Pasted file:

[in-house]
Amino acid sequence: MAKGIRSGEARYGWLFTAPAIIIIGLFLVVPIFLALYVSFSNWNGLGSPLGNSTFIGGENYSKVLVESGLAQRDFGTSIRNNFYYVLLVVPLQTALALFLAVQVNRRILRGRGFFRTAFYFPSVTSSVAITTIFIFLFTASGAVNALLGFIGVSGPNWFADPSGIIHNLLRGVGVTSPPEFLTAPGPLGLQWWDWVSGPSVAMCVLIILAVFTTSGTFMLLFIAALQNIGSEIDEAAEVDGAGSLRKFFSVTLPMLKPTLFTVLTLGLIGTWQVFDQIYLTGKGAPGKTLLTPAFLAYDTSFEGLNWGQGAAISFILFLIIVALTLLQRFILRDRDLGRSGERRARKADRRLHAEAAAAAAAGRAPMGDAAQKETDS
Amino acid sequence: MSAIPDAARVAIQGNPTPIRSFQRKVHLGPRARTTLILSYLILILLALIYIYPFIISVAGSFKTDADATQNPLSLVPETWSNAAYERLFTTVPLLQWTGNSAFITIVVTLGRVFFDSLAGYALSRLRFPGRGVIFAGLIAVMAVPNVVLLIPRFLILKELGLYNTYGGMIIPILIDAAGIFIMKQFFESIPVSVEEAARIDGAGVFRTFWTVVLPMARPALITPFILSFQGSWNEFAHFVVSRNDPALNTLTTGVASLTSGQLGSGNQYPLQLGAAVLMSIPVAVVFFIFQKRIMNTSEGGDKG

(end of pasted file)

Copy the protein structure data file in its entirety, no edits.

[in-house]
Amino acid sequence: MAKGIRSGEARYGWLFTAPAIIIIGLFLVVPIFLALYVSFSNWNGLGSPLGNSTFIGGENYSKVLVESGLAQRDFGTSIRNNFYYVLLVVPLQTALALFLAVQVNRRILRGRGFFRTAFYFPSVTSSVAITTIFIFLFTASGAVNALLGFIGVSGPNWFADPSGIIHNLLRGVGVTSPPEFLTAPGPLGLQWWDWVSGPSVAMCVLIILAVFTTSGTFMLLFIAALQNIGSEIDEAAEVDGAGSLRKFFSVTLPMLKPTLFTVLTLGLIGTWQVFDQIYLTGKGAPGKTLLTPAFLAYDTSFEGLNWGQGAAISFILFLIIVALTLLQRFILRDRDLGRSGERRARKADRRLHAEAAAAAAAGRAPMGDAAQKETDS
Amino acid sequence: MSAIPDAARVAIQGNPTPIRSFQRKVHLGPRARTTLILSYLILILLALIYIYPFIISVAGSFKTDADATQNPLSLVPETWSNAAYERLFTTVPLLQWTGNSAFITIVVTLGRVFFDSLAGYALSRLRFPGRGVIFAGLIAVMAVPNVVLLIPRFLILKELGLYNTYGGMIIPILIDAAGIFIMKQFFESIPVSVEEAARIDGAGVFRTFWTVVLPMARPALITPFILSFQGSWNEFAHFVVSRNDPALNTLTTGVASLTSGQLGSGNQYPLQLGAAVLMSIPVAVVFFIFQKRIMNTSEGGDKG